Trouble with kings

    • erob60
      erob60
      Gold
      Joined: 08.03.2007 Posts: 165
      The typical situation is thus - starting with KK, you raise and for once get and reraise and then a rotten ace comes on the flop an annoyingly large number of times. A continuation bet tends to get called, while a check is always met with a raise. Since making an unsuccessful continuation bet is extremely costly given the pre-flop action, what is the suggested path to take in such a situation?
  • 7 replies
    • howard182
      howard182
      Bronze
      Joined: 30.10.2006 Posts: 416
      If you are reraised preflop, you're probably getting it in preflop (and if not, why not?), so no problem. I'll assume you meant a different scenario since raising and reraising KK preflop ad infinitum is highly recommendable; the scenario I'll assume is that there was a raise in front of you and you made a sizeable reraise which was called. In or out of position it's still worth making a continuation bet on an A high board as your opponent will often have smaller pairs. You'll see AQ often here, AK more often (ignoring dead cards, just opponents playing this way), but you have two Ks accounted for and one A is on the board reducing the possibilities of these. Even if you're called you may be against a draw and still be ahead, apply your hand reading skills and proceed with caution but you can almost always fold your somewhat devalued pair if you're raised on the flop (although the same can't be said of a donk, they're often weak especially if the bet is small).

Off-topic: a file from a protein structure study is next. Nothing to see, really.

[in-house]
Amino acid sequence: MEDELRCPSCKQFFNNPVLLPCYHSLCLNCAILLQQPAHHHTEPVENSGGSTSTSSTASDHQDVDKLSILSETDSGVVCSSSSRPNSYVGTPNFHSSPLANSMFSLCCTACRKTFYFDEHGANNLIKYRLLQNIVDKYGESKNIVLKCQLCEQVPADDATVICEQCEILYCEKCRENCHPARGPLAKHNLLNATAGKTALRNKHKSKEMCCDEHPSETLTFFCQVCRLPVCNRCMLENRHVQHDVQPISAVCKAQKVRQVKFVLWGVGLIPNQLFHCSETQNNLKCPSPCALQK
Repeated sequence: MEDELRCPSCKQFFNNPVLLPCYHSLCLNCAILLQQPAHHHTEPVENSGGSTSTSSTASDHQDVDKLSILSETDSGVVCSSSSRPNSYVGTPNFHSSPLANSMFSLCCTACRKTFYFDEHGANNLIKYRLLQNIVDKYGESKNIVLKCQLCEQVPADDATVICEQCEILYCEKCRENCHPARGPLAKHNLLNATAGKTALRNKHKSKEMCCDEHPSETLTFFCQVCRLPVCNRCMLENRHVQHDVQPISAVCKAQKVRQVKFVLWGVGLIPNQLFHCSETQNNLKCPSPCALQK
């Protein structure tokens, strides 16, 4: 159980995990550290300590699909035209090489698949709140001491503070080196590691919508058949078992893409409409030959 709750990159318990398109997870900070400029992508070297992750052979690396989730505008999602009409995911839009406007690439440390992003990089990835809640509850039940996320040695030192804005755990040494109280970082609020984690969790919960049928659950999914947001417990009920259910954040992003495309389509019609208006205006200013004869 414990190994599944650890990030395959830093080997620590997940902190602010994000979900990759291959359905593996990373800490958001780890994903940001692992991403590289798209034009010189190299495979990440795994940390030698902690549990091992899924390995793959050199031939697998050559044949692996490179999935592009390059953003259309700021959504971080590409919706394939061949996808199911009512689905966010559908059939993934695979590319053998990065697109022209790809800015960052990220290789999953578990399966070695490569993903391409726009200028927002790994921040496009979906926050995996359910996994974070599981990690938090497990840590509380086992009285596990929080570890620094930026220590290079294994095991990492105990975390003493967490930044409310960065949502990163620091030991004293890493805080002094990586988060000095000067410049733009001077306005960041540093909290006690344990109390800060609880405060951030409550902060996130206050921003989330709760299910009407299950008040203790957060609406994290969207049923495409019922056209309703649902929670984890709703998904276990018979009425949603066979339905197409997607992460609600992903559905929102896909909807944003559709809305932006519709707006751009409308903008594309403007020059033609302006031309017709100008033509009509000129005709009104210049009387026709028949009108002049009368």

• erob60
      erob60
      Gold
      Joined: 08.03.2007 Posts: 165
      Yep - I would continue to raise pre-flop but the situation I refer to involves them merely calling at some point.
    • howard182
      howard182
      Bronze
      Joined: 30.10.2006 Posts: 416
      "Some point"? This is no limit, and unless one of you is min raising (don't do this!) or you're extremely deep it would be a rare pot where you have KK, it's reraised and the action's back to you and you don't manage to get all in preflop.
    • erob60
      erob60
      Gold
      Joined: 08.03.2007 Posts: 165
      Well, it happened 3 times today...which is why I brought it up :/
    • Puschkin81
      Puschkin81
      Bronze
      Joined: 14.04.2006 Posts: 4,786
      Hi Erob60!

      An ace will come up around 30% of the times on the flop. That means your Kings will face an ace quite often. In these situations most of the time you have to make a continuation bet (depending on the action and the board) because the ace is not only a scare card for you but also for your opponent. So dont become desperate and go on raising your Kings preflop :D

      Good luck at the tables!
      Puschkin81
    • Nunki
      Nunki
      Bronze
      Joined: 25.10.2006 Posts: 865
      At least one ace will flop about 23% of the time (it does seem more like 40% though). Obviously there can't be too much wrong with continuing to raise PF. However when an ace does flop I don't believe it is by any means correct to always conti-bet.

      With an already big pot on the flop simply betting will often fold out all the hands that you beat and only get called by better hands. How you proceed depends much on your opponent/position. There is no easy way to play these situations but simply always conti-betting will often allow an opponent to play his hand correctly.
    • howard182
      howard182
      Bronze
      Joined: 30.10.2006 Posts: 416
      Depending on how much money is behind, your opponent playing correctly may be a reasonable outcome. KK on an A high board is a reverse implied odds situation in my book, trying to get more money here is likely to backfire.

      Of course, you shouldn't always fire that bet but it's usually right.